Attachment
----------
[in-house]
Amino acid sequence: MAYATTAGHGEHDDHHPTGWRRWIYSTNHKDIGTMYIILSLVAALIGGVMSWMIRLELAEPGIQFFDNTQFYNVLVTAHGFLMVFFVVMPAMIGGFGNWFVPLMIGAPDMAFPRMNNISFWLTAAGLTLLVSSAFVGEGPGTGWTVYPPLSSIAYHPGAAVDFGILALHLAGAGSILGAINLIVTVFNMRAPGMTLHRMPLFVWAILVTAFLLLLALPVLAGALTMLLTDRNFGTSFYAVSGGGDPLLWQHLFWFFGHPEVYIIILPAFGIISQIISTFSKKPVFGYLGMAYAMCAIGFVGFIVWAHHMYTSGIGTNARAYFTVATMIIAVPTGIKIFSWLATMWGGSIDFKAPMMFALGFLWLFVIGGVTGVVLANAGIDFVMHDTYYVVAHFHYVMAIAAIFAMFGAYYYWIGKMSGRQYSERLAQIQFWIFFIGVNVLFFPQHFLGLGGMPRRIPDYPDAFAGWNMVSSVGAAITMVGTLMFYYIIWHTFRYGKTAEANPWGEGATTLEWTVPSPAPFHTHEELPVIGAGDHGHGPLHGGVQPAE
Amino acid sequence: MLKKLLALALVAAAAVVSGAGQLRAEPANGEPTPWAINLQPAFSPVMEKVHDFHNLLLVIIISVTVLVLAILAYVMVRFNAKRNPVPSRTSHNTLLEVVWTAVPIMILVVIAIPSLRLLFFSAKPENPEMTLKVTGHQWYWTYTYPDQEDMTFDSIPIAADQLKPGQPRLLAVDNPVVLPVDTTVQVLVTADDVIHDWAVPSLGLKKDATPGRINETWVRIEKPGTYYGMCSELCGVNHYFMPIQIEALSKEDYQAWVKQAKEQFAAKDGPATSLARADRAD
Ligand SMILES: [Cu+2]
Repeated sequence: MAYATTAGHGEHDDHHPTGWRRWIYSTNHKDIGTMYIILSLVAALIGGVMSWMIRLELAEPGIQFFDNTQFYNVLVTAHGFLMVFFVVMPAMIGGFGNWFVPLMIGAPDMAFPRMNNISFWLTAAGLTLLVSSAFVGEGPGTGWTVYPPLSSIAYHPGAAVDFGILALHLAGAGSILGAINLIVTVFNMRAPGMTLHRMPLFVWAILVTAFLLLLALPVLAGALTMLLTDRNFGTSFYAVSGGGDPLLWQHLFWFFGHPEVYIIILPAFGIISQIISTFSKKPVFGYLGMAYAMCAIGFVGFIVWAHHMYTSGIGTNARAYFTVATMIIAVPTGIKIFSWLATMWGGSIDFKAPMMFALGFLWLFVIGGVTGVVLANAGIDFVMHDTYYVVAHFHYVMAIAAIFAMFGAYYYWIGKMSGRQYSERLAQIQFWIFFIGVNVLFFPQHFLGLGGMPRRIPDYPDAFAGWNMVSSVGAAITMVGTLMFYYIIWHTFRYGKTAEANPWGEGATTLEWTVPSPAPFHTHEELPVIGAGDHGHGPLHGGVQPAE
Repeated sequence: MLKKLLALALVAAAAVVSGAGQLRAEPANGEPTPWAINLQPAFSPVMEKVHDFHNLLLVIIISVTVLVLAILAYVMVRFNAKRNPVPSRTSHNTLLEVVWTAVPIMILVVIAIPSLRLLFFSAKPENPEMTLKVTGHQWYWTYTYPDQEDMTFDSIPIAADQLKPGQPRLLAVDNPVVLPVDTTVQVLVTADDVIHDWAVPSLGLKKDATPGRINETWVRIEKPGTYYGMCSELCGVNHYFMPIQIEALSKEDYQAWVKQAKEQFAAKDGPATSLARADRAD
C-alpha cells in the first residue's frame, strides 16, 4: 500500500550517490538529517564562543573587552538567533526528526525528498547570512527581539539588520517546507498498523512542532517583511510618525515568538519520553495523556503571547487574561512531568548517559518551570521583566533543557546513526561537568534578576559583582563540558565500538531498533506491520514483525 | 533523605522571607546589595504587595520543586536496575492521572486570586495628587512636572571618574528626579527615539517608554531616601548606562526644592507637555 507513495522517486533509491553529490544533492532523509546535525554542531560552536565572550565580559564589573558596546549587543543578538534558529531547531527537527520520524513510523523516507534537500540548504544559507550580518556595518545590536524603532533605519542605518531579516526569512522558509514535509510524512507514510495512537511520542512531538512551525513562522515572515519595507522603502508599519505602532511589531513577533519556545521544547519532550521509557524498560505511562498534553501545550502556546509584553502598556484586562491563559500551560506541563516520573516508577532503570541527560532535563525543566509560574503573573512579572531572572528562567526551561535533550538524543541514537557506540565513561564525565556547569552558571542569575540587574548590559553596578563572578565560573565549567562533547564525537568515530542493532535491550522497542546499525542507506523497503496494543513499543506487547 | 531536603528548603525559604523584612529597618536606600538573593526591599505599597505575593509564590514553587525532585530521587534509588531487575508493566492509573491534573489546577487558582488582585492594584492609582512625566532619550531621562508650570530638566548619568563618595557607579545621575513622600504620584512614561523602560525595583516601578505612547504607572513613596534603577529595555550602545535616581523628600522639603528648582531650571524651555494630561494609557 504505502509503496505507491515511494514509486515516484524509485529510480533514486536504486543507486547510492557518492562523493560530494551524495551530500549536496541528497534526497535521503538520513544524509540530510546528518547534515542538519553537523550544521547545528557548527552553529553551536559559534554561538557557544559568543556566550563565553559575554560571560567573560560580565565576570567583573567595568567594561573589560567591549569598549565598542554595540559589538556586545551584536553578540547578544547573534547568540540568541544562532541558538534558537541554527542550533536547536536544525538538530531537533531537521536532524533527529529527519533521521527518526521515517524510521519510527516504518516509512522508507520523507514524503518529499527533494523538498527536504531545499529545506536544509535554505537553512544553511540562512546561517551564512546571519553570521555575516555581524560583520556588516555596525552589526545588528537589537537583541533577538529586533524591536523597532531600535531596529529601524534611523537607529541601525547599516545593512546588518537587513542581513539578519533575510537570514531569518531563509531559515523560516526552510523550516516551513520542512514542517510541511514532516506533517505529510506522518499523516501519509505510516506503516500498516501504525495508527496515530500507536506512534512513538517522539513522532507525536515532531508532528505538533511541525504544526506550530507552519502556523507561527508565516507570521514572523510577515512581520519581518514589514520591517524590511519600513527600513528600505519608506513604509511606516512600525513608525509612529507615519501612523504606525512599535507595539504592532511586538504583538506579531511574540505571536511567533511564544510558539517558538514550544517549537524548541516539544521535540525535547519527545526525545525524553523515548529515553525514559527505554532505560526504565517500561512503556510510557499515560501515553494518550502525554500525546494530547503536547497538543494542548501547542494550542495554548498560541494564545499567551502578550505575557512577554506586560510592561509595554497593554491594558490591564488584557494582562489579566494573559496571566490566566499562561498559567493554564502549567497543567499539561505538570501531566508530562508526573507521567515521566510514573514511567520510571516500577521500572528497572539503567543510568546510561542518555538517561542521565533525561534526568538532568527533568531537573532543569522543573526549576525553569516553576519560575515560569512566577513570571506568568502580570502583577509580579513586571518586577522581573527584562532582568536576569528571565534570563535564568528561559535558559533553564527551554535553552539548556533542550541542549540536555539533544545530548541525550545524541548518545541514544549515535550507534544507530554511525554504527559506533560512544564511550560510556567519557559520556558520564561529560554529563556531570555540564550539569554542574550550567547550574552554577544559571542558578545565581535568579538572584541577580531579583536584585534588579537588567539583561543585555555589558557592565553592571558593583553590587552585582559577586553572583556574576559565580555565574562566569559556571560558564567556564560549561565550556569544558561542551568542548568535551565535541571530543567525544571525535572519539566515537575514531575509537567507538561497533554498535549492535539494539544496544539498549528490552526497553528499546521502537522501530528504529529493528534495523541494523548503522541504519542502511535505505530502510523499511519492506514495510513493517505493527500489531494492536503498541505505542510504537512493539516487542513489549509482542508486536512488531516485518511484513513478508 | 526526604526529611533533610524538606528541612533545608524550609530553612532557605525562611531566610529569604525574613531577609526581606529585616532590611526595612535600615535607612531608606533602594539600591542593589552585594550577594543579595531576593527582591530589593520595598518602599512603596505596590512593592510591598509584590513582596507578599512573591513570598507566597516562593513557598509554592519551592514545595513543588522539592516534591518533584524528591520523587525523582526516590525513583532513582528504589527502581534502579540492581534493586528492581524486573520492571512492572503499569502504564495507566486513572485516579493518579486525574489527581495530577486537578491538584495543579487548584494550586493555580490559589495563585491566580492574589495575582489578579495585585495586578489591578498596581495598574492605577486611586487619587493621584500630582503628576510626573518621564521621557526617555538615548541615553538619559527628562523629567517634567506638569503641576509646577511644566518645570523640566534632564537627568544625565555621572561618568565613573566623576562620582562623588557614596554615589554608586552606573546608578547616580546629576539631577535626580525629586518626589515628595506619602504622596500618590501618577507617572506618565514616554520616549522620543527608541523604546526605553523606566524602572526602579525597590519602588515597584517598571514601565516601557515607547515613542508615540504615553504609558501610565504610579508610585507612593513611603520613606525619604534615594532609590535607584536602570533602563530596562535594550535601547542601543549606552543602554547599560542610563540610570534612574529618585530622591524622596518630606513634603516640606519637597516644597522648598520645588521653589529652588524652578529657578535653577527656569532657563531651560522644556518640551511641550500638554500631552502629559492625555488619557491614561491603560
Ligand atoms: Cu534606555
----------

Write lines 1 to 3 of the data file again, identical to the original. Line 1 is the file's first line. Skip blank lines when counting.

[in-house]
Amino acid sequence: MAYATTAGHGEHDDHHPTGWRRWIYSTNHKDIGTMYIILSLVAALIGGVMSWMIRLELAEPGIQFFDNTQFYNVLVTAHGFLMVFFVVMPAMIGGFGNWFVPLMIGAPDMAFPRMNNISFWLTAAGLTLLVSSAFVGEGPGTGWTVYPPLSSIAYHPGAAVDFGILALHLAGAGSILGAINLIVTVFNMRAPGMTLHRMPLFVWAILVTAFLLLLALPVLAGALTMLLTDRNFGTSFYAVSGGGDPLLWQHLFWFFGHPEVYIIILPAFGIISQIISTFSKKPVFGYLGMAYAMCAIGFVGFIVWAHHMYTSGIGTNARAYFTVATMIIAVPTGIKIFSWLATMWGGSIDFKAPMMFALGFLWLFVIGGVTGVVLANAGIDFVMHDTYYVVAHFHYVMAIAAIFAMFGAYYYWIGKMSGRQYSERLAQIQFWIFFIGVNVLFFPQHFLGLGGMPRRIPDYPDAFAGWNMVSSVGAAITMVGTLMFYYIIWHTFRYGKTAEANPWGEGATTLEWTVPSPAPFHTHEELPVIGAGDHGHGPLHGGVQPAE
Amino acid sequence: MLKKLLALALVAAAAVVSGAGQLRAEPANGEPTPWAINLQPAFSPVMEKVHDFHNLLLVIIISVTVLVLAILAYVMVRFNAKRNPVPSRTSHNTLLEVVWTAVPIMILVVIAIPSLRLLFFSAKPENPEMTLKVTGHQWYWTYTYPDQEDMTFDSIPIAADQLKPGQPRLLAVDNPVVLPVDTTVQVLVTADDVIHDWAVPSLGLKKDATPGRINETWVRIEKPGTYYGMCSELCGVNHYFMPIQIEALSKEDYQAWVKQAKEQFAAKDGPATSLARADRAD